Saving the city
Some readers will know that I am now a resident of Aberdeen in Scotland. I work in Robert Gordon University, and my office is right in the middle of the city, a few yards from the main thoroughfare, Union Street. Aberdeen, known as the ‘Granite City’, has many elegant buildings and some very old alleyways with cobblestones, churches and historical features. It has a long and popular city beach, within walking distance of the centre. To the west are hugely attractive residential areas with impressive houses and well kept parks. Go to the south of the city, and you can travel along the River Dee, past the second (and growing) campus of my university towards some very pretty suburbs and nearby towns, towards the old market town of Banchory. And yet…
As I write this, it is well after midnight, and shortly I shall walk back to my city centre apartment. As I do so I shall pass some deserted buildings that once housed shops that have moved to modern and very impressive shopping centres. On Union Street I shall see groups of worse-for-wear young people, some of whom will be urinating against shop fronts, while others may be busily overturning litter bins and emptying the contents on the pavement. There will be much noise, and a fairly wild atmosphere. The shops I’ll pass that are still in business are predominantly mobile phone shops and ‘pound shops’, on a street that was designed for elegance rather than economy. It now looks run down.
None of this is peculiar to Aberdeen; it is the story of our cities today. As people’s shopping habits have changed, city authorities have been at a loss as to what to do with the old city centres. Because it is visibly clear that the authorities have no special vision for these areas, the citizens haven’t seen the need to show any respect for them either.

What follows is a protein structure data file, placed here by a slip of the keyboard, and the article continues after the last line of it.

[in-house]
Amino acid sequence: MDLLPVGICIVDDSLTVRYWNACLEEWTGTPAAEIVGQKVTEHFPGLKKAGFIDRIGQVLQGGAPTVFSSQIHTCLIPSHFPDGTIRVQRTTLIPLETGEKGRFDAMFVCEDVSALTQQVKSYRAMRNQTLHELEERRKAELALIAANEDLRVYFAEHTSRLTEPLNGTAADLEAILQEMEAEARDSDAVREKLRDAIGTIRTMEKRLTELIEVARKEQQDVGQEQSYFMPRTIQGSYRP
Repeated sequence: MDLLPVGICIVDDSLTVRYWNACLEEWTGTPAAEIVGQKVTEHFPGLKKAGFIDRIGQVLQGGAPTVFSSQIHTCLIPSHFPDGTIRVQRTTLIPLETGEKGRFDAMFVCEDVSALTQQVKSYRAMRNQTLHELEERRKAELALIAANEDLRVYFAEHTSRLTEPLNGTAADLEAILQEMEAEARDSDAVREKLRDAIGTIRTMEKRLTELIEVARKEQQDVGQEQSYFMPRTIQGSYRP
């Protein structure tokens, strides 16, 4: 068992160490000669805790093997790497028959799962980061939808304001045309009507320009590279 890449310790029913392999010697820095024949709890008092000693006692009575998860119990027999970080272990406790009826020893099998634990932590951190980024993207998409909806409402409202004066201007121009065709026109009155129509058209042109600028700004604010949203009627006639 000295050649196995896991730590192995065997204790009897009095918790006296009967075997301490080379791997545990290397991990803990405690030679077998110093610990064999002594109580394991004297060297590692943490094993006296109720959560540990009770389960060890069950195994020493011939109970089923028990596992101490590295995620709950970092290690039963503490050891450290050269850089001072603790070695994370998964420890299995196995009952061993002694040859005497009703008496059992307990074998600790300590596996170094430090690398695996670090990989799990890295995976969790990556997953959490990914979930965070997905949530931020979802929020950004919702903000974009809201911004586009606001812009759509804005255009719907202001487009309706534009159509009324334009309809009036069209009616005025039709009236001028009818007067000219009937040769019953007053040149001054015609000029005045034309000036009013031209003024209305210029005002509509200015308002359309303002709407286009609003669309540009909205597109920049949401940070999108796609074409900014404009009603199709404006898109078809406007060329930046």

But this isn’t good enough any more. It is not just that we should want to maintain cities that are aesthetically pleasing, we should be aware that running them down has wider effects. A neglected city centre discourages local investment, not least because it raises questions about quality of life. Social problems become more widespread, and we gnaw away at the determination to improve conditions.
Don’t get me wrong about Aberdeen. I have only been here a month, but I already feel a strong affection for it and affinity with it. There is nothing here that cannot be fixed. Indeed, the Chancellor of my university, Sir Ian Wood, has promised a substantial sum of money to renew an area of city gardens in order to regenerate the centre. It has become really important that some steps are taken, and with a degree of urgency. All over the developed world we have known for decades now that shops will tend to move to shopping centres and malls. We must not just let the areas they leave behind become dilapidated and unloved. We must restore our cities. And it can be done.